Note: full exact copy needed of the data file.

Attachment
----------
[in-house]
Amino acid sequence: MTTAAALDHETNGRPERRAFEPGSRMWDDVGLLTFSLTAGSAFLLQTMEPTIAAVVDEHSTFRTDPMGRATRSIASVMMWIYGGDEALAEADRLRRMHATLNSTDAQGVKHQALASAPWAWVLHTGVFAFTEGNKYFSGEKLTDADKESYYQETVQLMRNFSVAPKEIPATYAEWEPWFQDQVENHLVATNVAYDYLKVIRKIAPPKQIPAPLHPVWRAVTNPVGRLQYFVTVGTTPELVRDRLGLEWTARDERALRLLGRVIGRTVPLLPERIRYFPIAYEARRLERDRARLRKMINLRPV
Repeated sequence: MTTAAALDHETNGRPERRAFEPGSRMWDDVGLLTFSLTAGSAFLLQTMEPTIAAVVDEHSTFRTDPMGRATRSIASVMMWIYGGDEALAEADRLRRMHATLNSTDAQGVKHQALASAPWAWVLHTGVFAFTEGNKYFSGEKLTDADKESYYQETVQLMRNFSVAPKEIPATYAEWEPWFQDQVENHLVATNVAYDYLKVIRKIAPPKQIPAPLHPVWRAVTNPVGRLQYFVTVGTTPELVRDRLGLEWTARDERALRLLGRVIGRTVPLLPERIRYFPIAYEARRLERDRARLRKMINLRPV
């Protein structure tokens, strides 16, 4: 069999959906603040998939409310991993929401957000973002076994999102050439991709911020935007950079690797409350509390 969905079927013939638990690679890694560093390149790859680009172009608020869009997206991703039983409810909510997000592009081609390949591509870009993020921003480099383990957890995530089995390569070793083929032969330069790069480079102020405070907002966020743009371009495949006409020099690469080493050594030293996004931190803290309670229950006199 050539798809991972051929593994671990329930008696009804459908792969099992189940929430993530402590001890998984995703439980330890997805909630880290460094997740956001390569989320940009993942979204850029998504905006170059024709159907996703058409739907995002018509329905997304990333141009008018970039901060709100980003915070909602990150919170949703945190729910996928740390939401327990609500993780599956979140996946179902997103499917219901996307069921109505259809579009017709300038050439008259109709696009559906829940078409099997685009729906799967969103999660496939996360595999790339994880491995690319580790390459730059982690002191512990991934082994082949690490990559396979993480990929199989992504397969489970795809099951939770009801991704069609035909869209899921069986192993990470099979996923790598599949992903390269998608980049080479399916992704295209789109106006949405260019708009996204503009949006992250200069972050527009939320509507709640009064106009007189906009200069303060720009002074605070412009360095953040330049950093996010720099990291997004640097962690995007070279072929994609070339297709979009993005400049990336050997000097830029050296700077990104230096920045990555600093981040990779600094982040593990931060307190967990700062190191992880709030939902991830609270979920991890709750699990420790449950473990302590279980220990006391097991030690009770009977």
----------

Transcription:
[in-house]
Amino acid sequence: MTTAAALDHETNGRPERRAFEPGSRMWDDVGLLTFSLTAGSAFLLQTMEPTIAAVVDEHSTFRTDPMGRATRSIASVMMWIYGGDEALAEADRLRRMHATLNSTDAQGVKHQALASAPWAWVLHTGVFAFTEGNKYFSGEKLTDADKESYYQETVQLMRNFSVAPKEIPATYAEWEPWFQDQVENHLVATNVAYDYLKVIRKIAPPKQIPAPLHPVWRAVTNPVGRLQYFVTVGTTPELVRDRLGLEWTARDERALRLLGRVIGRTVPLLPERIRYFPIAYEARRLERDRARLRKMINLRPV
Repeated sequence: MTTAAALDHETNGRPERRAFEPGSRMWDDVGLLTFSLTAGSAFLLQTMEPTIAAVVDEHSTFRTDPMGRATRSIASVMMWIYGGDEALAEADRLRRMHATLNSTDAQGVKHQALASAPWAWVLHTGVFAFTEGNKYFSGEKLTDADKESYYQETVQLMRNFSVAPKEIPATYAEWEPWFQDQVENHLVATNVAYDYLKVIRKIAPPKQIPAPLHPVWRAVTNPVGRLQYFVTVGTTPELVRDRLGLEWTARDERALRLLGRVIGRTVPLLPERIRYFPIAYEARRLERDRARLRKMINLRPV
């Protein structure tokens, strides 16, 4: 069999959906603040998939409310991993929401957000973002076994999102050439991709911020935007950079690797409350509390 969905079927013939638990690679890694560093390149790859680009172009608020869009997206991703039983409810909510997000592009081609390949591509870009993020921003480099383990957890995530089995390569070793083929032969330069790069480079102020405070907002966020743009371009495949006409020099690469080493050594030293996004931190803290309670229950006199 050539798809991972051929593994671990329930008696009804459908792969099992189940929430993530402590001890998984995703439980330890997805909630880290460094997740956001390569989320940009993942979204850029998504905006170059024709159907996703058409739907995002018509329905997304990333141009008018970039901060709100980003915070909602990150919170949703945190729910996928740390939401327990609500993780599956979140996946179902997103499917219901996307069921109505259809579009017709300038050439008259109709696009559906829940078409099997685009729906799967969103999660496939996360595999790339994880491995690319580790390459730059982690002191512990991934082994082949690490990559396979993480990929199989992504397969489970795809099951939770009801991704069609035909869209899921069986192993990470099979996923790598599949992903390269998608980049080479399916992704295209789109106006949405260019708009996204503009949006992250200069972050527009939320509507709640009064106009007189906009200069303060720009002074605070412009360095953040330049950093996010720099990291997004640097962690995007070279072929994609070339297709979009993005400049990336050997000097830029050296700077990104230096920045990555600093981040990779600094982040593990931060307190967990700062190191992880709030939902991830609270979920991890709750699990420790449950473990302590279980220990006391097991030690009770009977």